Saudi Arabia’s Quest for Strategic Autonomy

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    • Recently, Saudi and Iranian officials held bilateral talks, mediated by China in Beijing, that concluded with an agreement to restore diplomatic ties which have been severed since 2016.  

    Recent changes in Saudi’s Foreign Policy

    • Normalization of diplomatic ties with Iran.
    • Saudi Arabia agrees to join SCO as a dialogue partner.
    • Various reports suggest Russia mediating talks between Saudi and Syria.
    • Saudi-Omani delegation to Yemen for permanent ceasefire with Houthis.

    Why are these changes now?

    • Saudi Arabia’s response to the Iran problem has shifted from strategic rivalry and proxy conflicts to tactical de-escalation and mutual coexistence.
    • Kingdom’s recent regional bets were either unsuccessful or only partially successful in case of Syrian Civil war and Yemen conflict.
    • In parallel, the U.S.’s priority is shifting away from West Asia. 

     

    Is Saudi moving away from the U.S.?

    • De-Americanization of West Asia is not a Saudi goal. Rather it is trying to exploit  America’s weakness in the region to establish its own autonomy by building better ties with Russia and China and mending relations with regional powers without completely losing the U.S.
    • The Kingdom is also trying to develop advanced missile and drone capabilities to counter Iran’s edge in these areas with help from the U.S.
    • Saudi Arabia joined hands with Russia to affect oil production cuts twice since the Ukraine war began
    • It has also built stronger trade and defense ties with China, and the Iran reconciliation deal, under China’s mediation, announced Beijing’s arrival as a power broker in West Asia.
    • Saudi Arabia has placed orders for Boeing aircraft worth $35 billion and entered into conditional talks with the U.S. on normalizing ties with Israel.

    What are the implications for the region?

    • If Syria rejoins the Arab League, it would improve the overall relationship between Damascus and other Arab capitals.
    • If the Saudis end the Yemen war through a settlement with Riyadh would get a calmer border.

    Implications for the India and world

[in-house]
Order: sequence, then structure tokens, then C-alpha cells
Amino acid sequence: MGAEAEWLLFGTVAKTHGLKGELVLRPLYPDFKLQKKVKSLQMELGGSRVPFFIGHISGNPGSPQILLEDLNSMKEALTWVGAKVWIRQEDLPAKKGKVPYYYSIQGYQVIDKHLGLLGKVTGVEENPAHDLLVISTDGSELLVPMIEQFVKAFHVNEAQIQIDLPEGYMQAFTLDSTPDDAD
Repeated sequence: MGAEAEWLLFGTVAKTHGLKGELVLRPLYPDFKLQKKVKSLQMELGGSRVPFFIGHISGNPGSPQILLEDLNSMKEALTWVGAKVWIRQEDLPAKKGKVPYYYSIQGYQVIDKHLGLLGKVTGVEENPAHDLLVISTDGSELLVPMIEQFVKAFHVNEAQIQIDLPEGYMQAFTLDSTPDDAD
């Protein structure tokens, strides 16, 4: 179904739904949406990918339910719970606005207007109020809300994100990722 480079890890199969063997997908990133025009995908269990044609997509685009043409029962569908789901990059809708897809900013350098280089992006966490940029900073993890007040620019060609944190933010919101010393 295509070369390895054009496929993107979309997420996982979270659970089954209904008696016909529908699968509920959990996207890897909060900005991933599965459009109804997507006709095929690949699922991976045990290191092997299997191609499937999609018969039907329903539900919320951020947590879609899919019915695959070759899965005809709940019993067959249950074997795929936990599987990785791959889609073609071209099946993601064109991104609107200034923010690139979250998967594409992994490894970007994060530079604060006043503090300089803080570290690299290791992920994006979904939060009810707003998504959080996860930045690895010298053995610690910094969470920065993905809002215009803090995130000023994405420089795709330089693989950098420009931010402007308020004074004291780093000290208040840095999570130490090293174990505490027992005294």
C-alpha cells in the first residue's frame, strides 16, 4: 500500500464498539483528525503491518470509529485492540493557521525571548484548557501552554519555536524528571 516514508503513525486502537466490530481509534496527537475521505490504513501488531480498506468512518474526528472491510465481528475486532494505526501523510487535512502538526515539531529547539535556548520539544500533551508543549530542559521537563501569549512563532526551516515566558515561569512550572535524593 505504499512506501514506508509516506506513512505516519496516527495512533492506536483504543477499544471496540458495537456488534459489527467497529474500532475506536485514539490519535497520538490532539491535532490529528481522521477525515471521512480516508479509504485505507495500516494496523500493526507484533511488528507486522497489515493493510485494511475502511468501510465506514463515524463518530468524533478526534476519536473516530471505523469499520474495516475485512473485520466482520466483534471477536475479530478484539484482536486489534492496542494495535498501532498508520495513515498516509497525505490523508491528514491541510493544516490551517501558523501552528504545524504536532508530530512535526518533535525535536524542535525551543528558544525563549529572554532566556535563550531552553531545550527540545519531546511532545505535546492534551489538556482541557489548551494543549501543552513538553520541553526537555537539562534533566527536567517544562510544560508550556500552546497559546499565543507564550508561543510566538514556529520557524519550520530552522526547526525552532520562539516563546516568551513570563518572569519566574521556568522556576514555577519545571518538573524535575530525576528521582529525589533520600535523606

• It would help in ending ethnic conflict of Shia Sunni.
    • It would assist India in balancing regional powers in West Asia.
    • Peace in areas like Yemen, Syria would improve Oil supply in the market.
    • It leads to a multi-polar world with the increasing role of China and Russia in west Asia.
    • Safety of the Indian diaspora would be ensured by peace in the Persian Gulf area.

    India-Saudi Arabia Bilateral Relations

    • Political Relations:
    • The establishment of diplomatic relations in 1947 was followed by high-level visits from both sides.
    • The historic visit of King Abdullah to India in 2006 was a watershed moment that resulted in the signing of the ‘Delhi Declaration’, imparting a fresh momentum to the bilateral relationship.
    • Commercial Relations:
    • Saudi Arabia is India’s fourth largest trade partner (after China, USA and Japan) and a major source of energy as India imports around 18% of its crude oil requirement from the Kingdom.
    • Saudi Arabia is also a major source of LPG for India.
    • During FY22, bilateral trade was valued at US$29.28 billion. 
    • India’s imports from Saudi Arabia were valued at US$22.65 billion and exports to Saudi Arabia were worth US$6.63 billion. 
    • Cultural Relations:
    • India successfully participated as ‘Guest of Honour’ in the 32nd edition of the prestigious Saudi National Festival of Heritage and Culture in 2018.
    • Yoga was announced as a ‘sports activity’ in Saudi Arabia.
    • Haj pilgrimage is another important component of bilateral relations.
    • Military exercise:
    • AL – Mohed-AL – Hindi is the maiden bilateral naval exercise between India and Saudi Arabia. 
    • Diaspora:
    • The approximately 2.2 million strong Indian community is the largest expatriate community in the Kingdom. 

     

    What is a Dialogue Partner?

    • Dialogue Partners refer to individual sovereign states and not members, but with a special interest and/or capacity to contribute, particularly in the areas of common interest.

    SCO

    • SCO is a Eurasian political, economic, international security and defence organization founded in Shanghai in 2001. 
    • It is the world’s largest regional organization in terms of geographic scope and population, covering approximately 60% of the area of Eurasia, 40% of the world population, and more than 30% of global GDP.
    • The SCO currently comprises eight Member States (China, India, Kazakhstan, Kyrgyzstan, Russia, Pakistan, Tajikistan and Uzbekistan), four Observer States interested in acceding to full membership (Afghanistan, Belarus, Iran, and Mongolia) and 9 “Dialogue Partners”.
    • SCO has mainly focused on regional security issues, its fight against regional terrorism, ethnic separatism and religious extremism. SCO’s priorities also include regional development.
    • SCO has been an observer in the UN General Assembly since 2005.

    Source: TH